Taxing manipulators

stock exchange by BlatantNews.com
Tax the Hell Out of Wall Street and Give it to Main Street
[Via Blog Maverick]

Today was a brutal day on Wall Street. Through no fault of investors.

Today was brutal because of traders and financial engineers who trade on every piece of data . Those that work from quantitative formulas that drive trades based on data input. Not a single one of them acts like a shareholder. And that is the reality of the stock market.

The market is no longer driven by shareholders. The market is driven by formulas that drive trades.

So what should the government do ?

Tax every single share of stock that is bought and sold 25 cents per transaction. One quarter. If you buy a share of stock, your brokerage pays a 25c tax. If you sell a share, your brokerage pays a 25c tax. 1 share, 100 million shares. Its 25 cents per share.

Of course the tax will be paid for by those of us who are buying and selling stocks. So what? Here is the reality. If you are a true investor. Someone who wants to own a share of stock in a company you believe in, then its an amount that is not going to impact your investment decision making process. You bought those shares to be a shareholder.

If you dont think the company you are buying is worth at least a quarter more than what you are paying , why are you buying shares ?

[More]

If the rumors are true. there was a huge drop in the market yesterday because a trader hit the wrong key. Some stocks lost over 90% of their value during this apparently accidental but possibly manipulative event.

Here is pure speculation regarding how someone could make a large amount of money in this confusion. I wonder if it was possible.

Anyone can set up buy orders at a set price. These get automatically tripped when that price is reached,

So, during this ‘manipulative event’, the prices of many stocks dropped over 90%. You could have completed a buy order for 10 cents. Then when things got back to normal, you could have sold those shares for $40 or more a share. (Using Accenture as an example.)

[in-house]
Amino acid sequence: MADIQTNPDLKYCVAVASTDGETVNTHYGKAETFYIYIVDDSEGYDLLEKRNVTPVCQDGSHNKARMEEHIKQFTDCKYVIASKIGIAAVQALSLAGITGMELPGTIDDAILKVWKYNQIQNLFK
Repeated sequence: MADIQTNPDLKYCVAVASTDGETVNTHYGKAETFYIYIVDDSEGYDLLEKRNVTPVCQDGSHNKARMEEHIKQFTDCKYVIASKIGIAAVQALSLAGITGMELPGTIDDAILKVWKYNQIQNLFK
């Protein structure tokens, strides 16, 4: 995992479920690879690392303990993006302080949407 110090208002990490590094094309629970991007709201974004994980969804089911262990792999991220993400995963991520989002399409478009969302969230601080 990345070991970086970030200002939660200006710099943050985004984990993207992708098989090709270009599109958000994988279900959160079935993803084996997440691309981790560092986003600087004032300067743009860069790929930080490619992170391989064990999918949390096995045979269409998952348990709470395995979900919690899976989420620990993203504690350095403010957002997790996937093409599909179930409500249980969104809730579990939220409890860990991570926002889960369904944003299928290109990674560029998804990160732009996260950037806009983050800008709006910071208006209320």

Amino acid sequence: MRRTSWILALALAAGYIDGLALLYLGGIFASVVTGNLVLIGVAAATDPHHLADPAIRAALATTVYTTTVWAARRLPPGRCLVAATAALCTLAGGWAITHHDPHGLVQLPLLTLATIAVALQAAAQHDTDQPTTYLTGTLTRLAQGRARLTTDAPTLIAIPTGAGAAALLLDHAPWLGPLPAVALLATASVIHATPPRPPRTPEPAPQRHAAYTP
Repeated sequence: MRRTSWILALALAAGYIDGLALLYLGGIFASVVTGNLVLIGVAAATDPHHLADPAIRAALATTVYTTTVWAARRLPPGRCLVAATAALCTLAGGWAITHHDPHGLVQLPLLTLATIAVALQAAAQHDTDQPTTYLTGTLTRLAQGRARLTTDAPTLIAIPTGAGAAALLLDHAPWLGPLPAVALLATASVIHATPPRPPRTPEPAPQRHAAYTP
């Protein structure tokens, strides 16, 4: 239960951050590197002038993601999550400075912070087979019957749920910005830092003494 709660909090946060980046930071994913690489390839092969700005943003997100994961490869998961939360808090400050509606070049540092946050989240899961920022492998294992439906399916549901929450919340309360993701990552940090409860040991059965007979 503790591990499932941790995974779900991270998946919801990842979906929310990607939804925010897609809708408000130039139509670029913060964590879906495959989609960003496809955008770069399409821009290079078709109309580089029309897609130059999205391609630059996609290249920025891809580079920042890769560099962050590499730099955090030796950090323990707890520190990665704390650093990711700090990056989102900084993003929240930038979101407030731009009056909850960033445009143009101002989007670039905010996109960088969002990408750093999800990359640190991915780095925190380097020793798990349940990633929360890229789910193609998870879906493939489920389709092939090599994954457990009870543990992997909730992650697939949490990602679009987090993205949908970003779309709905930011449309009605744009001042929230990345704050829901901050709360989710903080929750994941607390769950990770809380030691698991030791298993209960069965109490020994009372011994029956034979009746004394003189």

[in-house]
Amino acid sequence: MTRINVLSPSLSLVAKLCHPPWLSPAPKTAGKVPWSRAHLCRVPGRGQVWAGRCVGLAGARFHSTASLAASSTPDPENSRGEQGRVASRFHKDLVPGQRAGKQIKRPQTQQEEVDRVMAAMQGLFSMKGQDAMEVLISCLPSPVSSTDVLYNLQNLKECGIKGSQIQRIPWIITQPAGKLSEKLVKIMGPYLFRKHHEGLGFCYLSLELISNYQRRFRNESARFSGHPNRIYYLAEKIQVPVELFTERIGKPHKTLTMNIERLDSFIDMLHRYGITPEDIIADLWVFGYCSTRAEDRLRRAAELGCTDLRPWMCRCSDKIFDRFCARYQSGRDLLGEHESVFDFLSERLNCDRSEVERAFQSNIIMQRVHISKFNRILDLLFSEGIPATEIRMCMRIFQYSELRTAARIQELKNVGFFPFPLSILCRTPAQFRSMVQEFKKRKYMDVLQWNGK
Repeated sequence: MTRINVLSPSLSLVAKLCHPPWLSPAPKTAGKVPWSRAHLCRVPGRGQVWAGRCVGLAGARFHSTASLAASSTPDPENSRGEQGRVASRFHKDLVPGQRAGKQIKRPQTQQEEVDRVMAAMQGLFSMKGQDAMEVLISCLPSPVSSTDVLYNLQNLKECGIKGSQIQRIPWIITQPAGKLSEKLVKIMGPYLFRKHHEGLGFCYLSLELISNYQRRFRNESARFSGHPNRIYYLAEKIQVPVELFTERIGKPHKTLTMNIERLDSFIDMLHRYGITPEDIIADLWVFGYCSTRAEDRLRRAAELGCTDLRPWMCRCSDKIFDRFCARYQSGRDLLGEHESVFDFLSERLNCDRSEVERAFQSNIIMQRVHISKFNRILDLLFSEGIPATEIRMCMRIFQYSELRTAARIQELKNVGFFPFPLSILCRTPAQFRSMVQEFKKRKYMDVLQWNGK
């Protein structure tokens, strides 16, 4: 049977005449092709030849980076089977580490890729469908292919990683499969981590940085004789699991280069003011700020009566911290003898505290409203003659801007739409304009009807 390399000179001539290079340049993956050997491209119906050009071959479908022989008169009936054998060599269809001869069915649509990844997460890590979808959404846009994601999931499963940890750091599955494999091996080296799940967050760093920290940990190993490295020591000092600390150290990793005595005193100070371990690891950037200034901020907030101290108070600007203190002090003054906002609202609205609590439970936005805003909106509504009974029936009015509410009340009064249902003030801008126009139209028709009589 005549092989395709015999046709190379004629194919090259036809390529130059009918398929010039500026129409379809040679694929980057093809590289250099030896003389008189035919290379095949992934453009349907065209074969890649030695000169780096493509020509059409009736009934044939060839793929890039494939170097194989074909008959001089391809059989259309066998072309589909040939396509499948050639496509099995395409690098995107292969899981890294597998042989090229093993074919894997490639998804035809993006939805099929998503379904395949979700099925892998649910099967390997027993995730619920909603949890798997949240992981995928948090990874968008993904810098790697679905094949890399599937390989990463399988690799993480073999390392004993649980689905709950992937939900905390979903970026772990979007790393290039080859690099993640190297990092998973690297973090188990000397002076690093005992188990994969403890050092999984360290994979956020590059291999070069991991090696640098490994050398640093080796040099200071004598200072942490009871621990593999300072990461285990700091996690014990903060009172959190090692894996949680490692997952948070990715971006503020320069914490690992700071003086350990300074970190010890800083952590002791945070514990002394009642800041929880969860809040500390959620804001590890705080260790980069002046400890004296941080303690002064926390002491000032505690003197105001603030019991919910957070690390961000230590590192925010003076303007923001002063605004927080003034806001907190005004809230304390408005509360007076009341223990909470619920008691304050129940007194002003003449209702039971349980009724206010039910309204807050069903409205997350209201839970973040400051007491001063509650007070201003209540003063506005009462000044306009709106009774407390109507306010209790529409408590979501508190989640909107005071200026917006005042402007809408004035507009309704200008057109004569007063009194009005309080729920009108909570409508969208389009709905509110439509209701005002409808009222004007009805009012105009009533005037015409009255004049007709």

Of course, the exchanges look for things like this and canceled a lot of orders. But, they have to pick some limit because they do not want to cancel all orders. So the NASDAQ set a level of 60%. Buy orders that were 60% below the price at 2:30 PMwill be canceled.

But that also means that anyone who was within 60% of the price will get to complete the transaction.

Nasdaq’s cancellation threshold of 60 percent meant that trades in Cincinnati-based Procter & Gamble Co., which fell as much as 37 percent for the biggest intraday drop in the Dow industrials, would stand. The world’s largest consumer products company said stock trades that pushed its shares down were probably an error.

So, if someone happened to know that a ‘mistake’ might be made, they could put in buy orders for AAPL for 220, which was at 247 at 2:30. Since it dropped to 216 at 2:44, those trades would have gone through.

That someone could have sold those shares later in the day for 245 or higher. $25 per share. 10% profit for a few hours of holding.

I would hope that the SEC is looking into this really carefully. Sure this might have been an accident this time but it sure indicates the possibility of manipulating the system. The cheats could have moved their ill-gotten gains and themselves to a nice tax haven by the time their malfeasance was found. How tempting would making millions on a typo really be?

Perhaps if there was a tax like this, the trading organizations would be a little more careful in their oversight during these sorts of events. Maybe there would not be the need for so many billions of shares to be traded by manipulators.

Possibly not. But it would be a start.

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